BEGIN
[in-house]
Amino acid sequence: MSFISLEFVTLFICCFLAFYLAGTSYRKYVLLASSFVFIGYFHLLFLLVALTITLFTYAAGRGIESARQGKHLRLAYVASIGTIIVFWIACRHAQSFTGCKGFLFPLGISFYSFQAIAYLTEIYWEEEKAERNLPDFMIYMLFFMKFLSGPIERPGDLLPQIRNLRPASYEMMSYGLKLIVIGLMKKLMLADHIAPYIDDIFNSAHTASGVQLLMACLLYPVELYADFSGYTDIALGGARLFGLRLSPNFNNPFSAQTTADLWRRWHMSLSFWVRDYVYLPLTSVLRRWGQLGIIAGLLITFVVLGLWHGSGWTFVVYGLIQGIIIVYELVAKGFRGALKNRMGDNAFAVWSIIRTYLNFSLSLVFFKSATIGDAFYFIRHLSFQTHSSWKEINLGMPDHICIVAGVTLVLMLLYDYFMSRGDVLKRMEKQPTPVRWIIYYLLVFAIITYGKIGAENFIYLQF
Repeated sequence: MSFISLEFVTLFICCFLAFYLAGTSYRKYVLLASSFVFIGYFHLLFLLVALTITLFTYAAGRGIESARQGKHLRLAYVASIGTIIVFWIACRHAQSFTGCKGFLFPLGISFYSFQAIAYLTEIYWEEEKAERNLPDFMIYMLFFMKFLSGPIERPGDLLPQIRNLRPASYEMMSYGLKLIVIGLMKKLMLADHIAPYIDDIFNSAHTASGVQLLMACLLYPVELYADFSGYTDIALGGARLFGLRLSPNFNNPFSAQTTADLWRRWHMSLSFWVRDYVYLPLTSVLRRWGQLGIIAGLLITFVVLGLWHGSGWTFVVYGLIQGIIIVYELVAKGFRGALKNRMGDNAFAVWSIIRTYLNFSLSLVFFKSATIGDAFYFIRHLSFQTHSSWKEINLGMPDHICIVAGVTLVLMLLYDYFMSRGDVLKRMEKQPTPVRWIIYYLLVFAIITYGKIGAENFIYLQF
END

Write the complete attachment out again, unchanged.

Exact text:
[in-house]
Amino acid sequence: MSFISLEFVTLFICCFLAFYLAGTSYRKYVLLASSFVFIGYFHLLFLLVALTITLFTYAAGRGIESARQGKHLRLAYVASIGTIIVFWIACRHAQSFTGCKGFLFPLGISFYSFQAIAYLTEIYWEEEKAERNLPDFMIYMLFFMKFLSGPIERPGDLLPQIRNLRPASYEMMSYGLKLIVIGLMKKLMLADHIAPYIDDIFNSAHTASGVQLLMACLLYPVELYADFSGYTDIALGGARLFGLRLSPNFNNPFSAQTTADLWRRWHMSLSFWVRDYVYLPLTSVLRRWGQLGIIAGLLITFVVLGLWHGSGWTFVVYGLIQGIIIVYELVAKGFRGALKNRMGDNAFAVWSIIRTYLNFSLSLVFFKSATIGDAFYFIRHLSFQTHSSWKEINLGMPDHICIVAGVTLVLMLLYDYFMSRGDVLKRMEKQPTPVRWIIYYLLVFAIITYGKIGAENFIYLQF
Repeated sequence: MSFISLEFVTLFICCFLAFYLAGTSYRKYVLLASSFVFIGYFHLLFLLVALTITLFTYAAGRGIESARQGKHLRLAYVASIGTIIVFWIACRHAQSFTGCKGFLFPLGISFYSFQAIAYLTEIYWEEEKAERNLPDFMIYMLFFMKFLSGPIERPGDLLPQIRNLRPASYEMMSYGLKLIVIGLMKKLMLADHIAPYIDDIFNSAHTASGVQLLMACLLYPVELYADFSGYTDIALGGARLFGLRLSPNFNNPFSAQTTADLWRRWHMSLSFWVRDYVYLPLTSVLRRWGQLGIIAGLLITFVVLGLWHGSGWTFVVYGLIQGIIIVYELVAKGFRGALKNRMGDNAFAVWSIIRTYLNFSLSLVFFKSATIGDAFYFIRHLSFQTHSSWKEINLGMPDHICIVAGVTLVLMLLYDYFMSRGDVLKRMEKQPTPVRWIIYYLLVFAIITYGKIGAENFIYLQF